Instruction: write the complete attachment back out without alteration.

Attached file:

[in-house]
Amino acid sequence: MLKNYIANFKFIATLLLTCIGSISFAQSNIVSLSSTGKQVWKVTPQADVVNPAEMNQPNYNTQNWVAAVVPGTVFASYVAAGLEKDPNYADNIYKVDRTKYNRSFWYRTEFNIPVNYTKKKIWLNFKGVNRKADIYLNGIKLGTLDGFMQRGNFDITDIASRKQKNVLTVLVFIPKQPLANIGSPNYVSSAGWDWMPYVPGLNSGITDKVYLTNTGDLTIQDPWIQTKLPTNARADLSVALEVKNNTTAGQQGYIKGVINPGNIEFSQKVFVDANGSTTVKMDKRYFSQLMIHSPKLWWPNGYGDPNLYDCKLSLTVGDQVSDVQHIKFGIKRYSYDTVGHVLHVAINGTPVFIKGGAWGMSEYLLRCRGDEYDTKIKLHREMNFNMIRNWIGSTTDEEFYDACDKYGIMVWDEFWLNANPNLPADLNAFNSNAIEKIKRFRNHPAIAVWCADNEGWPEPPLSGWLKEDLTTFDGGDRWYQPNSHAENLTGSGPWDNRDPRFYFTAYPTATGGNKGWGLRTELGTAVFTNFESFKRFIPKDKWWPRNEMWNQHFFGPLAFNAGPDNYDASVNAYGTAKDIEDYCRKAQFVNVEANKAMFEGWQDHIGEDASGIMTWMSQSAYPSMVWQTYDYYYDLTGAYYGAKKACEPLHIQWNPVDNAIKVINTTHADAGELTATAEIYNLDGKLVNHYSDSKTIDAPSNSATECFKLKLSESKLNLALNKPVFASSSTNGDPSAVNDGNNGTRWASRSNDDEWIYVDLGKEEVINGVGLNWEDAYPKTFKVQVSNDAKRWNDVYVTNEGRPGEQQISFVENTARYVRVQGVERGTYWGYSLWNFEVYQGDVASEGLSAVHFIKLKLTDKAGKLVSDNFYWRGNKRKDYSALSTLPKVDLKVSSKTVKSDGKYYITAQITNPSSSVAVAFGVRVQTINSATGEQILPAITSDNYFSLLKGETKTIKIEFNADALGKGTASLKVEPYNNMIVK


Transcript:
[in-house]
Amino acid sequence: MLKNYIANFKFIATLLLTCIGSISFAQSNIVSLSSTGKQVWKVTPQADVVNPAEMNQPNYNTQNWVAAVVPGTVFASYVAAGLEKDPNYADNIYKVDRTKYNRSFWYRTEFNIPVNYTKKKIWLNFKGVNRKADIYLNGIKLGTLDGFMQRGNFDITDIASRKQKNVLTVLVFIPKQPLANIGSPNYVSSAGWDWMPYVPGLNSGITDKVYLTNTGDLTIQDPWIQTKLPTNARADLSVALEVKNNTTAGQQGYIKGVINPGNIEFSQKVFVDANGSTTVKMDKRYFSQLMIHSPKLWWPNGYGDPNLYDCKLSLTVGDQVSDVQHIKFGIKRYSYDTVGHVLHVAINGTPVFIKGGAWGMSEYLLRCRGDEYDTKIKLHREMNFNMIRNWIGSTTDEEFYDACDKYGIMVWDEFWLNANPNLPADLNAFNSNAIEKIKRFRNHPAIAVWCADNEGWPEPPLSGWLKEDLTTFDGGDRWYQPNSHAENLTGSGPWDNRDPRFYFTAYPTATGGNKGWGLRTELGTAVFTNFESFKRFIPKDKWWPRNEMWNQHFFGPLAFNAGPDNYDASVNAYGTAKDIEDYCRKAQFVNVEANKAMFEGWQDHIGEDASGIMTWMSQSAYPSMVWQTYDYYYDLTGAYYGAKKACEPLHIQWNPVDNAIKVINTTHADAGELTATAEIYNLDGKLVNHYSDSKTIDAPSNSATECFKLKLSESKLNLALNKPVFASSSTNGDPSAVNDGNNGTRWASRSNDDEWIYVDLGKEEVINGVGLNWEDAYPKTFKVQVSNDAKRWNDVYVTNEGRPGEQQISFVENTARYVRVQGVERGTYWGYSLWNFEVYQGDVASEGLSAVHFIKLKLTDKAGKLVSDNFYWRGNKRKDYSALSTLPKVDLKVSSKTVKSDGKYYITAQITNPSSSVAVAFGVRVQTINSATGEQILPAITSDNYFSLLKGETKTIKIEFNADALGKGTASLKVEPYNNMIVK